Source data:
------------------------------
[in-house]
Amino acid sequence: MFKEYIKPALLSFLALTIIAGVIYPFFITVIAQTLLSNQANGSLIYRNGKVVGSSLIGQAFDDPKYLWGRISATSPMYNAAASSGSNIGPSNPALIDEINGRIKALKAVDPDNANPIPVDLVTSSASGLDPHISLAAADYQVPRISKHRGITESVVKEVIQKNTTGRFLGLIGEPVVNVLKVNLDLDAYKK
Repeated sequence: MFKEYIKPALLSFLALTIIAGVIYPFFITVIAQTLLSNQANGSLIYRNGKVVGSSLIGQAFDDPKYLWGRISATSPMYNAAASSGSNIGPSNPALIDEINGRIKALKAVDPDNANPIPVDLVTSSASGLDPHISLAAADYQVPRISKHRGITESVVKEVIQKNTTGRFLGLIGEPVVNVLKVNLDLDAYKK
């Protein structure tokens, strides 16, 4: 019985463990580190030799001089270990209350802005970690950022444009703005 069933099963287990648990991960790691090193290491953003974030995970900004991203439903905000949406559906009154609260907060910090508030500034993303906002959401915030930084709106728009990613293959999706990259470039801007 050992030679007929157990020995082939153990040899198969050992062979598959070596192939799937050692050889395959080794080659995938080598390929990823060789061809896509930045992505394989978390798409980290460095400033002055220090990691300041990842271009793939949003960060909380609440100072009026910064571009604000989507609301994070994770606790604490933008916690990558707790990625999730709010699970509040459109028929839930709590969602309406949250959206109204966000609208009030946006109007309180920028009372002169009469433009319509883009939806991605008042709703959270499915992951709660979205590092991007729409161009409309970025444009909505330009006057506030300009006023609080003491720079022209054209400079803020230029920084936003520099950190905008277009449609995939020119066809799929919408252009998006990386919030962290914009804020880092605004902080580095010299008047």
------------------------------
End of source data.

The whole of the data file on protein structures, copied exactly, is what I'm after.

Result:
[in-house]
Amino acid sequence: MFKEYIKPALLSFLALTIIAGVIYPFFITVIAQTLLSNQANGSLIYRNGKVVGSSLIGQAFDDPKYLWGRISATSPMYNAAASSGSNIGPSNPALIDEINGRIKALKAVDPDNANPIPVDLVTSSASGLDPHISLAAADYQVPRISKHRGITESVVKEVIQKNTTGRFLGLIGEPVVNVLKVNLDLDAYKK
Repeated sequence: MFKEYIKPALLSFLALTIIAGVIYPFFITVIAQTLLSNQANGSLIYRNGKVVGSSLIGQAFDDPKYLWGRISATSPMYNAAASSGSNIGPSNPALIDEINGRIKALKAVDPDNANPIPVDLVTSSASGLDPHISLAAADYQVPRISKHRGITESVVKEVIQKNTTGRFLGLIGEPVVNVLKVNLDLDAYKK
């Protein structure tokens, strides 16, 4: 019985463990580190030799001089270990209350802005970690950022444009703005 069933099963287990648990991960790691090193290491953003974030995970900004991203439903905000949406559906009154609260907060910090508030500034993303906002959401915030930084709106728009990613293959999706990259470039801007 050992030679007929157990020995082939153990040899198969050992062979598959070596192939799937050692050889395959080794080659995938080598390929990823060789061809896509930045992505394989978390798409980290460095400033002055220090990691300041990842271009793939949003960060909380609440100072009026910064571009604000989507609301994070994770606790604490933008916690990558707790990625999730709010699970509040459109028929839930709590969602309406949250959206109204966000609208009030946006109007309180920028009372002169009469433009319509883009939806991605008042709703959270499915992951709660979205590092991007729409161009409309970025444009909505330009006057506030300009006023609080003491720079022209054209400079803020230029920084936003520099950190905008277009449609995939020119066809799929919408252009998006990386919030962290914009804020880092605004902080580095010299008047």